What is a Yogi? Yogini? Yogin? Yoga Practice and the Practitioner

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Yoga is a popular form of physical fitness in today's exercise culture. Some practitioners separate "doing yoga" for its physical benefits from its other mental and spiritual aspects. This has created a disconnect in the relationship of the terms "yoga" and "yogi."

Professionals and students of the mind-body arts share their thoughts on the subject of yoga vs. yogi. As in much of yoga, there is no one answer, no right answer, but thoughts and experiences that form the collective and evolving ideas about human nature.

The Yogi Arises from his Intentions, not his Practices

A yogi has an appreciation of and respect for the all things in existence. Because he is a part of that community, he naturally desires to care for and better himself. Even if a hatha practice is not begun with this intention, it is often discovered in the practice.

Yvonne Browne, an E-RYT 200 and yoga therapist specializing in the treatment of cancer patients defines a yogi as "someone who works towards an ultimate understanding of themselves and their connection to the universe/God."

"Practicing postures is only one of many avenues which can be used to gain this knowledge," says Yvonne. The practice of hatha yoga may not necessarily lead one to yogic path, she notes. "One who is dedicated to his asana practice is not necessarily a yogi, and one who has never practiced a single posture can certainly be a yogi."

As the field of yoga is regarded as a complete system for living, it can be intimidating for some students. It is not the mastery of yoga that produces the yogi, however, but the effort and intention he puts forth. "I think a yogi is one who aspires to be good at life," says Kaitlin J. Moran, a Reiki Master and RYT. It's a broad goal, but success or failure is not as important as setting the goal each day.

Religious Connotations of the term Yogi are a Misinterpretation

At times, teachers sometimes feel that vague terms can confuse and hinder a student's own path of self discovery. "Some of us who teach [the] 'mindful arts' understand the simplicity and very basic human benefits of the practice and... do not want to see anyone who may benefit [from them] be stopped 'at the gateway' by getting tangled in concepts or esoteric words," says Gerald Moose, a Tai Chi Instructor teaching in Charlotte, NC. "Here in the west, and specifically in the Bible Belt, teachers are sensitive to people's fears of having their belief corrupted... teachers do not want to deny physical benefit because of a misunderstanding."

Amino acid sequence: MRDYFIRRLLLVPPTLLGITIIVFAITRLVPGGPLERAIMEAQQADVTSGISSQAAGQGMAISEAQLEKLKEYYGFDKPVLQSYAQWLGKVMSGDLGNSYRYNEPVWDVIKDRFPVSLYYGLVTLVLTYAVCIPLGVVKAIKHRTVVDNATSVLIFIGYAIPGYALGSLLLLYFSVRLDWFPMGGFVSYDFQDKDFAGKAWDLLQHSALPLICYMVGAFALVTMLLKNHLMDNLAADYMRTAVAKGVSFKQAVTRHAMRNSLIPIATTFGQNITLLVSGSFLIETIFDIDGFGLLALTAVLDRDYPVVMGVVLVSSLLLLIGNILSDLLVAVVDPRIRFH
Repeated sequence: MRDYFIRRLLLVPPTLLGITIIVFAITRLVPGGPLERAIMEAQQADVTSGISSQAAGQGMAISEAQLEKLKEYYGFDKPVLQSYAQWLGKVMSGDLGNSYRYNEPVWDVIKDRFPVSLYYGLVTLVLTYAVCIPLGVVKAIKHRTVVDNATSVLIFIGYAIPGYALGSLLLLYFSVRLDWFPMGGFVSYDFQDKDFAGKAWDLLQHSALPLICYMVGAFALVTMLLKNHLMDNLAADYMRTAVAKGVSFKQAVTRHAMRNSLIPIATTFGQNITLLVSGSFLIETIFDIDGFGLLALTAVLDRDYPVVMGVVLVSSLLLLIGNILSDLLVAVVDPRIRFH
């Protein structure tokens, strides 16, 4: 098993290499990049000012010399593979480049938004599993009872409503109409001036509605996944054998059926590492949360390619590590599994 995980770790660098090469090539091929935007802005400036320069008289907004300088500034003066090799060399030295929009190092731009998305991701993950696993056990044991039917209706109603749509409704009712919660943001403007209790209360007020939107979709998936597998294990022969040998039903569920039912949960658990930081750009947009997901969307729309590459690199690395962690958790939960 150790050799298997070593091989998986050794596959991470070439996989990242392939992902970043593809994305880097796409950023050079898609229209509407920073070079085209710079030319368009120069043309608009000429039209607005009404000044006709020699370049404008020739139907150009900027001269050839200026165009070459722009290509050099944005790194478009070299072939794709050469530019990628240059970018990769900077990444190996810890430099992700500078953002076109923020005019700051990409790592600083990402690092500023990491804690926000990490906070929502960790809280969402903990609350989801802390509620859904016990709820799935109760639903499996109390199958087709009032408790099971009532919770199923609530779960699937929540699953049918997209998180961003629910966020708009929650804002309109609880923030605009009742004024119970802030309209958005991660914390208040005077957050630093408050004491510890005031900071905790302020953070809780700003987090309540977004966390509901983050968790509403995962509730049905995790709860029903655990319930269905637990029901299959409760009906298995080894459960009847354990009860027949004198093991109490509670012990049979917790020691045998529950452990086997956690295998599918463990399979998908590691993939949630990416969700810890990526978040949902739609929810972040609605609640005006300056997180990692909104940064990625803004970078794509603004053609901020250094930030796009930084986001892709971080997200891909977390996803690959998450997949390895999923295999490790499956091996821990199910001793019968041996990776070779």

The history of yoga actually predates the inception of Hinduism and Buddhism, the religions commonly associated with yoga. Hindus and Buddhists do not necessarily practice yoga, nor does one need to change his religious affiliation to practice yoga.

A Yogi is not a Guru, nor is he a Master of his Art

At times, the word "yogi" is confused with the title of "guru." A yogi is not a teacher or a guide. It is a practitioner of healthy living. "I, [like] my teacher, do not like to be called sensei or master," says Gerald, who points to the personality cults of the 20th century as a source of the mystique around the word yogi. "I think in the east... teachers, being human, took some advantage [of their followers] and let ego come to that well for a drink."

Students can be intimidated by the term if they believe that a student or teacher more advanced in hatha yoga is therefore a more advanced yogi. "People just aren't comfortable with claiming a title like 'yogi,' especially in a discipline where the practitioners display such a wide range of skill levels," says Clinton McDade, member of the Charlotte Yoga Club in North Carolina.

A Yogi Rises beyond Labels to Discover his True Nature

Perhaps the most yogic thing about a yogi is that he can see, or has the desire to see, beyond the layers of the material world and the human experience. The interconnectedness of all things springs from their sameness. To that end, some yoga teachers prefer the term "yogin" rather than "yogi" and "yogini," which denote male and female yogins respectively. "The term yogin," notes Angela Benton, RYT, "unites the [male and female] energies as one. A yogin dwells in his own true nature, with recognition of the interconnectedness of all things and with the basis of love, acceptance, peace and joy."

As Yoga Evolves, Yogis Evolve

Perhaps there is no clear definition of a yogi because yoga itself is a living art and science. The yoga practiced today teaches students how best to live this life in this world. Over centuries, yoga has evolved with the cultures and societies that practice it. Ultimately, it is the art of living happy and healthy.

"A 'yogi' is any soul who listens for the truth in their heart," says Joan McDonough Wolfe of Charlotte Prenatal Yoga. "I think the answer, like the yogi is forever evolving. I use the word 'soul' because in my passion (prenatal yoga), I consider both the mama and her baby as students/participants on the mat."

If an unborn child can be considered a yogi than perhaps the term "yogi," like a yoga practice, is best tailored to the individual practitioner. "

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